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Another Greek Tragedy

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Another Greek Tragedy

Postby supporttheunderdog » Tue Sep 19, 2017 5:22 pm

Another Greek Tragedy

http://greece.greekreporter.com/2017/09/12/heartbreaking-images-after-environmental-disaster-in-salamis-island/

There are number of questions - the owners claimed the ship was seaworthy but seaworthy ships do not sink in "mild" weather.

They also do not only have only 2 out of 11 crew on board.....

http://www.ekathimerini.com./221649/article/ekathimerini/news/sunken-tanker-had-not-been-cleared-to-sail-register-says

http://www.ekathimerini.com./221768/article/ekathimerini/news/bid-to-clean-up-greek-tanker-oil-spillage-is-beset-by-problems

During a televised cabinet meeting, Prime Minister Alexis Tsipras defended his government’s handling of the crisis while also acknowledging citizens’ concerns about the extent and impact of the pollution.

He underlined the need for “deep reforms” to the system under which licenses are issued deeming vessels to be seaworthy “so that we can more effectively protect the great wealth of our country that is its natural, including marine, environment.”


Any one who thinks bits of paper are any guarantee of seaworthiness is a fool: they are not. All they show is that in the relatively short period in which any inspection is performed the inspectors did not find anything sufficiently wrong to justify refusal to issue certificates....

....that is assuming those who inspect are capable.

http://www.ekathimerini.com/221715/article/ekathimerini/news/agia-zoni-oil-spill-was-an-accident-waiting-to-happen-experts-say

The Agia Zoni II tanker sunk in the Saronic Gulf near the island of Salamina on Sunday and experts have slammed relevant authorities tasked with supervision of the ship’s seaworthiness.

The 45-year-old tanker, they say, should not have been allowed to conduct high-risk operations such as bunkering as it was too old, and had not undergone proper inspections by relevant maritime experts.

The Agia Zoni II went down in mild weather while at anchor with a cargo of 2,500 tons of fuel that leaked and spread to the coasts of Salamina and southern Athens, covering dozens of kilometers of coastline in foul-smelling gunk.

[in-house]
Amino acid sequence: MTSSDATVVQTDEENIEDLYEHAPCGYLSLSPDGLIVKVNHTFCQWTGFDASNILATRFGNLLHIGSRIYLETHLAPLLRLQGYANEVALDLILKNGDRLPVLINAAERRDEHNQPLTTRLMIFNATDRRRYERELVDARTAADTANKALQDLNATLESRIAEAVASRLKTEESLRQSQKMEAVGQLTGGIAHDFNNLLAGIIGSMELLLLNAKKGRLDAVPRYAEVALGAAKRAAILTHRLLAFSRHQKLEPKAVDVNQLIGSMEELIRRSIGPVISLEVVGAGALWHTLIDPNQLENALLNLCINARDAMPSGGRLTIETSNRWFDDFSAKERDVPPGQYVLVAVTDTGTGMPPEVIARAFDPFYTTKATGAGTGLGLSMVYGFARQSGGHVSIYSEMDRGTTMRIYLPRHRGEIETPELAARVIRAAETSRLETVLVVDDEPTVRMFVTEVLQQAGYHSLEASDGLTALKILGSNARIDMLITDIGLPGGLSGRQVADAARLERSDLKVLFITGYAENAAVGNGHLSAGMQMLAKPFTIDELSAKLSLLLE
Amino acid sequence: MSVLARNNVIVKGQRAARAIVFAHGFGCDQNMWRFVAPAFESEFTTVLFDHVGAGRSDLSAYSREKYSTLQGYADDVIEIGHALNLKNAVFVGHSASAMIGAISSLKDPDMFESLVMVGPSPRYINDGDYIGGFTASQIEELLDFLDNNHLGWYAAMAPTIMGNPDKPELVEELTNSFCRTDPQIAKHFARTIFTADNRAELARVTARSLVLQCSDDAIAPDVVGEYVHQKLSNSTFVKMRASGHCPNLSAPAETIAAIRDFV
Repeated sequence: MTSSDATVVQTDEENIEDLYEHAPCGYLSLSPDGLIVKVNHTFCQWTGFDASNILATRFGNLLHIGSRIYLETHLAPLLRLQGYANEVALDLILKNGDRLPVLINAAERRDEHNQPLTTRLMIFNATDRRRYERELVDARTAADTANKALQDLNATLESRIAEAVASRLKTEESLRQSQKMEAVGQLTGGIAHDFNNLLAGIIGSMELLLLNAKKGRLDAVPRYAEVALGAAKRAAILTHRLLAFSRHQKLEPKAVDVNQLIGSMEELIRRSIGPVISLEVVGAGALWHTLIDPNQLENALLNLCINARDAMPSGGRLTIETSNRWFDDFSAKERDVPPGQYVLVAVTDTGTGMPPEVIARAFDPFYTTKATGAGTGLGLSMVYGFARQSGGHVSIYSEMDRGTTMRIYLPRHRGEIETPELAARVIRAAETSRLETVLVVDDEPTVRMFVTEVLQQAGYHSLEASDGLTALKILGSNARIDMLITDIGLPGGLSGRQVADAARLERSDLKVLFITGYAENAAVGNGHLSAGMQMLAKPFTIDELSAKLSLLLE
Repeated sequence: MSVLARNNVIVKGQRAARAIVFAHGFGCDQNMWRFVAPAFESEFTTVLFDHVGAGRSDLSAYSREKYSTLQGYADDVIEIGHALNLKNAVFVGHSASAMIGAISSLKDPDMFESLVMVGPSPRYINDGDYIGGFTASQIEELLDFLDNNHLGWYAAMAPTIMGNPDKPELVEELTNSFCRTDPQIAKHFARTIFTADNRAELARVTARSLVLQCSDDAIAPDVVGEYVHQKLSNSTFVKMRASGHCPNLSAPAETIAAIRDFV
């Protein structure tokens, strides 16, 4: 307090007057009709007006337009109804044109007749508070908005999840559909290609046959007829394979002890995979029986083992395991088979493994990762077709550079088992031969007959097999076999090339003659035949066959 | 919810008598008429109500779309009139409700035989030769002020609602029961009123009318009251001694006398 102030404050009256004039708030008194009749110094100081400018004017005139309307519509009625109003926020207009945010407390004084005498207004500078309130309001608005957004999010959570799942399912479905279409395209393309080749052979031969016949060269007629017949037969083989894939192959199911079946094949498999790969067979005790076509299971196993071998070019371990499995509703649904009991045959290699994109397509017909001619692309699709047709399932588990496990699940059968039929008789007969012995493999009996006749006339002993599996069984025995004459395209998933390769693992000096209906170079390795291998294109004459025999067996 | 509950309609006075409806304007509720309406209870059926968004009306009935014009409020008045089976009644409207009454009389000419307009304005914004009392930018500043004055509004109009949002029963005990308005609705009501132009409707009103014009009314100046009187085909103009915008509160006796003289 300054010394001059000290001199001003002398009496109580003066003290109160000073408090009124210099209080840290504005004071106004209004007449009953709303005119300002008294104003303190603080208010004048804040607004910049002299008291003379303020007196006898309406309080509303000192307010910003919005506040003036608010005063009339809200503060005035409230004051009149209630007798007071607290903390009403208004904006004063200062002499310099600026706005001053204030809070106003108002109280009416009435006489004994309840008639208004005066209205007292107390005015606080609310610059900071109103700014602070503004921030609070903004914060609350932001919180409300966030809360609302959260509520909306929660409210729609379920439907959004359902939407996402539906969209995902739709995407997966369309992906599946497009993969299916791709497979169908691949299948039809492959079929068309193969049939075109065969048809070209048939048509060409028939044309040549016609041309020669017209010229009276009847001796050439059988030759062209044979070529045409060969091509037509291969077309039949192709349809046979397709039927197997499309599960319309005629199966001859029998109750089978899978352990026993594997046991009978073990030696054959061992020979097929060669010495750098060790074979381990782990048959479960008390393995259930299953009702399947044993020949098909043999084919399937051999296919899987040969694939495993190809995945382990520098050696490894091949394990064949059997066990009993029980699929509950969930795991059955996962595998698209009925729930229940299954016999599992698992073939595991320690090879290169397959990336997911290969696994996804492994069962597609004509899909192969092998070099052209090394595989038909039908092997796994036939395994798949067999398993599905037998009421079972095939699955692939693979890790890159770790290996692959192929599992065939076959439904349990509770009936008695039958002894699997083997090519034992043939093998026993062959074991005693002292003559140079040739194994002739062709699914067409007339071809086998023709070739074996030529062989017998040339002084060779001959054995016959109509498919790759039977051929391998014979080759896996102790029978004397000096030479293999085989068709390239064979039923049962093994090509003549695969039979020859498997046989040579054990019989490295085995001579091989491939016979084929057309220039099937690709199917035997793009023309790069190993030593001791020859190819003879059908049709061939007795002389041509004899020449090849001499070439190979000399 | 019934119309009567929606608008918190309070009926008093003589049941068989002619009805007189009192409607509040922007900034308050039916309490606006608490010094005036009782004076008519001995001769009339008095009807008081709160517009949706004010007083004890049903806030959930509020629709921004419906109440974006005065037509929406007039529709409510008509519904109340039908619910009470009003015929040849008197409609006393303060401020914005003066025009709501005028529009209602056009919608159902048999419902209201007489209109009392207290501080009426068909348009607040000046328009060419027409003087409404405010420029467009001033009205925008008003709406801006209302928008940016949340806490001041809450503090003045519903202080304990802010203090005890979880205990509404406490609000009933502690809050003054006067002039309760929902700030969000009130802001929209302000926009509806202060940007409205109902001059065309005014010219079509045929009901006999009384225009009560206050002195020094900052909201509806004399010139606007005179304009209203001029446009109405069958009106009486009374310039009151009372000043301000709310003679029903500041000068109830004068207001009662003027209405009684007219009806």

Regardless of the causes of the sinking, the ship should not have been at sea, experts insisted on Friday.

According to the Equasis database, the reputable Norwegian register DNV-GL had identified 10 serious infringements by the Agia Zoni in 2008.

This prompted its owner to withdraw it from the Norwegian register and place it under the Greek legal framework, which stipulated that its seaworthiness would be monitored by Shipping Ministry inspectors.

The certification of seaworthiness granted by Greek inspectors expired in July of this year and its owner – a group of companies linked to the Kountouris family – received a two-month extension.

However, experts say the Greek state has neither the workforce nor the means to conduct specialized checks on old ships of this type.

According to a statement on Thursday by the maritime workers’ union PEMEN, the ship was “extremely dangerous to safe navigation.”

“The engine room where it started taking on water had been roughly patched up in order to close gaping holes,” PEMEN claimed.

Furthermore, the Hellenic Register of Shipping announced on Thursday that the tanker had not been inspected and does not have any certificates issued by the Hellenic Register of Shipping.


And those who rely on the tourist trade to those beaches are looking at losing a lot of money.

Tragic.
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Re: Another Greek Tragedy

Postby CrookedRiverGuy » Tue Sep 19, 2017 9:04 pm

supporttheunderdog wrote:....that is assuming those who inspect are capable.



...or cannot be bribed
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Re: Another Greek Tragedy

Postby repulsewarrior » Tue Sep 19, 2017 9:24 pm

...sad.

I imagine that the owners insurance will be expected to pay, and the State; here is the difference between a "Greek" and a Greek, shame.
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Re: Another Greek Tragedy

Postby supporttheunderdog » Tue Sep 19, 2017 11:45 pm

CrookedRiverGuy wrote:
supporttheunderdog wrote:....that is assuming those who inspect are capable.



...or cannot be bribed


Indeed. There are now so many inspection regimes because the system of class cerification became unreliable...when has class cerifying a ship as in conformity with class rules when she still had a 10 square meter hole in the deck that should have been repaired and with the welds tested then something is dodgy about that certificate and the person who issued it.

That has been the sort of problem seen for 40 years..

Does not help when you have the "Ikarian Reefers" and "Captain Panagos DP's" of this world which judges have found were sunk for the insurance money...
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